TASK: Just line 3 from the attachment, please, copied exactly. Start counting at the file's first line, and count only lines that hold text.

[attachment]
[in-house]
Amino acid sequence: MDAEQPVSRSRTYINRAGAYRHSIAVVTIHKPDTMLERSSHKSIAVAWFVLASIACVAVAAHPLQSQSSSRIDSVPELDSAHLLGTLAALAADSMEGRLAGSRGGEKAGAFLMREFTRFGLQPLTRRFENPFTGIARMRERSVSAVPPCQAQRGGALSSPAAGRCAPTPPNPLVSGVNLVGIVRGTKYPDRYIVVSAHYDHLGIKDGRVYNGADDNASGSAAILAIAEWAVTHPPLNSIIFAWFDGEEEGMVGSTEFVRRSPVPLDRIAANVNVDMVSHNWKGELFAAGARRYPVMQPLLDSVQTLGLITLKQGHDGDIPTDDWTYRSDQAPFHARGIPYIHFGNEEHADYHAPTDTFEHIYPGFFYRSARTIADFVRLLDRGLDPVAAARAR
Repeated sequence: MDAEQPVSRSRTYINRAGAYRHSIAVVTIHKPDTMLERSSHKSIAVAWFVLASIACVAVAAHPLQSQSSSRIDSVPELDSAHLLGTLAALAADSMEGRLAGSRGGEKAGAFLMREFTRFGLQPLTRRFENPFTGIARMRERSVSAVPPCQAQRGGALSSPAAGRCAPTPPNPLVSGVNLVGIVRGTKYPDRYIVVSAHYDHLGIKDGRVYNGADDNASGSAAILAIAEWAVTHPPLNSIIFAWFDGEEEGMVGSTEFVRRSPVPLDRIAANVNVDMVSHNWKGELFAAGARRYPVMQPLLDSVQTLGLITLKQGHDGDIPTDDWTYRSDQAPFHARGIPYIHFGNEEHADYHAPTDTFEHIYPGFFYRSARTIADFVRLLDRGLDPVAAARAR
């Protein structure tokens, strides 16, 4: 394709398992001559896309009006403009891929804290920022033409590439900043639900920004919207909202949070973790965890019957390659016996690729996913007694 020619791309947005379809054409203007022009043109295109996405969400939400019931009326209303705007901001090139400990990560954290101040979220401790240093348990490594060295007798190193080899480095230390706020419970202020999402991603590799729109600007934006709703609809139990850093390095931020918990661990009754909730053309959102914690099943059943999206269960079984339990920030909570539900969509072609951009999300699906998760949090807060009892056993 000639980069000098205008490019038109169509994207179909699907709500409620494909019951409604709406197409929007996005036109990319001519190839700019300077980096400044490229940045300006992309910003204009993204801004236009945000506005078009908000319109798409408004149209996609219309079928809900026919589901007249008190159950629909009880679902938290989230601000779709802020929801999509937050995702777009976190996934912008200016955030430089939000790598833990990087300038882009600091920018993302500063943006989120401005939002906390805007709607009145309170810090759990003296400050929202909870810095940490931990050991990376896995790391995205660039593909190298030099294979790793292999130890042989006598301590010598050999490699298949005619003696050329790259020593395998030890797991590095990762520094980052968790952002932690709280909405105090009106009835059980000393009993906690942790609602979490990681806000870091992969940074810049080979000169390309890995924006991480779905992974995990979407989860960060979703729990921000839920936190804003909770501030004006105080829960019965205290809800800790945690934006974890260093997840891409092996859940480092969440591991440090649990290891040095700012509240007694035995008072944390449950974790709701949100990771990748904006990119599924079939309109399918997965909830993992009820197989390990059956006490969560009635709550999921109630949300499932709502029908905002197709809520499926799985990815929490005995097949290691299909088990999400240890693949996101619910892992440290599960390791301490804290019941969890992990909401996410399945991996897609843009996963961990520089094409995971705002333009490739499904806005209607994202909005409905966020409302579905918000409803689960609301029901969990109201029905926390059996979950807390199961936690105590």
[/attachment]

Repeated sequence: MDAEQPVSRSRTYINRAGAYRHSIAVVTIHKPDTMLERSSHKSIAVAWFVLASIACVAVAAHPLQSQSSSRIDSVPELDSAHLLGTLAALAADSMEGRLAGSRGGEKAGAFLMREFTRFGLQPLTRRFENPFTGIARMRERSVSAVPPCQAQRGGALSSPAAGRCAPTPPNPLVSGVNLVGIVRGTKYPDRYIVVSAHYDHLGIKDGRVYNGADDNASGSAAILAIAEWAVTHPPLNSIIFAWFDGEEEGMVGSTEFVRRSPVPLDRIAANVNVDMVSHNWKGELFAAGARRYPVMQPLLDSVQTLGLITLKQGHDGDIPTDDWTYRSDQAPFHARGIPYIHFGNEEHADYHAPTDTFEHIYPGFFYRSARTIADFVRLLDRGLDPVAAARAR